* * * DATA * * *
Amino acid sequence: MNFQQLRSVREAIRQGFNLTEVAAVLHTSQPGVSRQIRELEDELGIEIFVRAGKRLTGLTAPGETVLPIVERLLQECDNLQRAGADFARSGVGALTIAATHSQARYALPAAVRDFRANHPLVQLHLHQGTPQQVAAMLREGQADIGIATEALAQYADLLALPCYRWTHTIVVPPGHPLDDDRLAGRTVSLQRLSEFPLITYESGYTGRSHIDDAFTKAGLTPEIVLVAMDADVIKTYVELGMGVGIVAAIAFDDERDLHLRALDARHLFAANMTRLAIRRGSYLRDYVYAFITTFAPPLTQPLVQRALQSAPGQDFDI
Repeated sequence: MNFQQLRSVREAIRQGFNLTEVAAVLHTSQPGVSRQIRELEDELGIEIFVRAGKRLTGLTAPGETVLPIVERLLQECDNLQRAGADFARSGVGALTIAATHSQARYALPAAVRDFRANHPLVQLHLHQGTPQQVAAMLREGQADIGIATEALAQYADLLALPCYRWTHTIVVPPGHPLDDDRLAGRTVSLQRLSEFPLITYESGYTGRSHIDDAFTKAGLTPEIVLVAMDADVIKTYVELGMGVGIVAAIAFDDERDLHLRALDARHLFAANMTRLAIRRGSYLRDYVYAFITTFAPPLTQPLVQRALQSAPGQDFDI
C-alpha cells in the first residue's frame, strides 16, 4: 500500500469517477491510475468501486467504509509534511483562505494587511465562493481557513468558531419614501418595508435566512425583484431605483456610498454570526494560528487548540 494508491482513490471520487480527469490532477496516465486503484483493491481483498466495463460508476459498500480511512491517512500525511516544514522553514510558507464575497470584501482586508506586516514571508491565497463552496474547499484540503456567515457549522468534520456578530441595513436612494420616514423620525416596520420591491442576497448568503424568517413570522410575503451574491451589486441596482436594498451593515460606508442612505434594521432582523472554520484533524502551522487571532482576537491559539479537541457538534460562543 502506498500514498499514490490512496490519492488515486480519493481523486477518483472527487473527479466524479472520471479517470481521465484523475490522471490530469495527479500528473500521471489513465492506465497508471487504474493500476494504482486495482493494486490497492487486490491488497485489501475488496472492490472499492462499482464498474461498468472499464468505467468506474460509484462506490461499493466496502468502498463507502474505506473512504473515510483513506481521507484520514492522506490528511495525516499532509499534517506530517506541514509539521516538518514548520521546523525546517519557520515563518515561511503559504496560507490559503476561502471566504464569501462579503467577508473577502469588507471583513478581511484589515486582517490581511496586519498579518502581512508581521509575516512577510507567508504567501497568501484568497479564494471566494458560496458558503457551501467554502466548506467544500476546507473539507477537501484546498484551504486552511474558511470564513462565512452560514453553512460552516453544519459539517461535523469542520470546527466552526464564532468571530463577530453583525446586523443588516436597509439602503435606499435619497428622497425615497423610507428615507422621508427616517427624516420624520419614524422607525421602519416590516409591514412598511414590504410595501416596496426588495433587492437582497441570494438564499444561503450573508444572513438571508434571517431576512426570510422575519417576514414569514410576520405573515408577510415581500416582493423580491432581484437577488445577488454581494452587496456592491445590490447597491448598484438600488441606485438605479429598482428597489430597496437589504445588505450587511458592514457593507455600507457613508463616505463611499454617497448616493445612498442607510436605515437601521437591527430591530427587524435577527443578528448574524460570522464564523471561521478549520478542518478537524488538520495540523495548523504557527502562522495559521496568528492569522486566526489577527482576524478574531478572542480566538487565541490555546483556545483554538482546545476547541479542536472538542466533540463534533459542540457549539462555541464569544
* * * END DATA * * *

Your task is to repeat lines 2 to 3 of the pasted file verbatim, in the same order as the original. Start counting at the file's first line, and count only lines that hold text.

Repeated sequence: MNFQQLRSVREAIRQGFNLTEVAAVLHTSQPGVSRQIRELEDELGIEIFVRAGKRLTGLTAPGETVLPIVERLLQECDNLQRAGADFARSGVGALTIAATHSQARYALPAAVRDFRANHPLVQLHLHQGTPQQVAAMLREGQADIGIATEALAQYADLLALPCYRWTHTIVVPPGHPLDDDRLAGRTVSLQRLSEFPLITYESGYTGRSHIDDAFTKAGLTPEIVLVAMDADVIKTYVELGMGVGIVAAIAFDDERDLHLRALDARHLFAANMTRLAIRRGSYLRDYVYAFITTFAPPLTQPLVQRALQSAPGQDFDI
C-alpha cells in the first residue's frame, strides 16, 4: 500500500469517477491510475468501486467504509509534511483562505494587511465562493481557513468558531419614501418595508435566512425583484431605483456610498454570526494560528487548540 494508491482513490471520487480527469490532477496516465486503484483493491481483498466495463460508476459498500480511512491517512500525511516544514522553514510558507464575497470584501482586508506586516514571508491565497463552496474547499484540503456567515457549522468534520456578530441595513436612494420616514423620525416596520420591491442576497448568503424568517413570522410575503451574491451589486441596482436594498451593515460606508442612505434594521432582523472554520484533524502551522487571532482576537491559539479537541457538534460562543 502506498500514498499514490490512496490519492488515486480519493481523486477518483472527487473527479466524479472520471479517470481521465484523475490522471490530469495527479500528473500521471489513465492506465497508471487504474493500476494504482486495482493494486490497492487486490491488497485489501475488496472492490472499492462499482464498474461498468472499464468505467468506474460509484462506490461499493466496502468502498463507502474505506473512504473515510483513506481521507484520514492522506490528511495525516499532509499534517506530517506541514509539521516538518514548520521546523525546517519557520515563518515561511503559504496560507490559503476561502471566504464569501462579503467577508473577502469588507471583513478581511484589515486582517490581511496586519498579518502581512508581521509575516512577510507567508504567501497568501484568497479564494471566494458560496458558503457551501467554502466548506467544500476546507473539507477537501484546498484551504486552511474558511470564513462565512452560514453553512460552516453544519459539517461535523469542520470546527466552526464564532468571530463577530453583525446586523443588516436597509439602503435606499435619497428622497425615497423610507428615507422621508427616517427624516420624520419614524422607525421602519416590516409591514412598511414590504410595501416596496426588495433587492437582497441570494438564499444561503450573508444572513438571508434571517431576512426570510422575519417576514414569514410576520405573515408577510415581500416582493423580491432581484437577488445577488454581494452587496456592491445590490447597491448598484438600488441606485438605479429598482428597489430597496437589504445588505450587511458592514457593507455600507457613508463616505463611499454617497448616493445612498442607510436605515437601521437591527430591530427587524435577527443578528448574524460570522464564523471561521478549520478542518478537524488538520495540523495548523504557527502562522495559521496568528492569522486566526489577527482576524478574531478572542480566538487565541490555546483556545483554538482546545476547541479542536472538542466533540463534533459542540457549539462555541464569544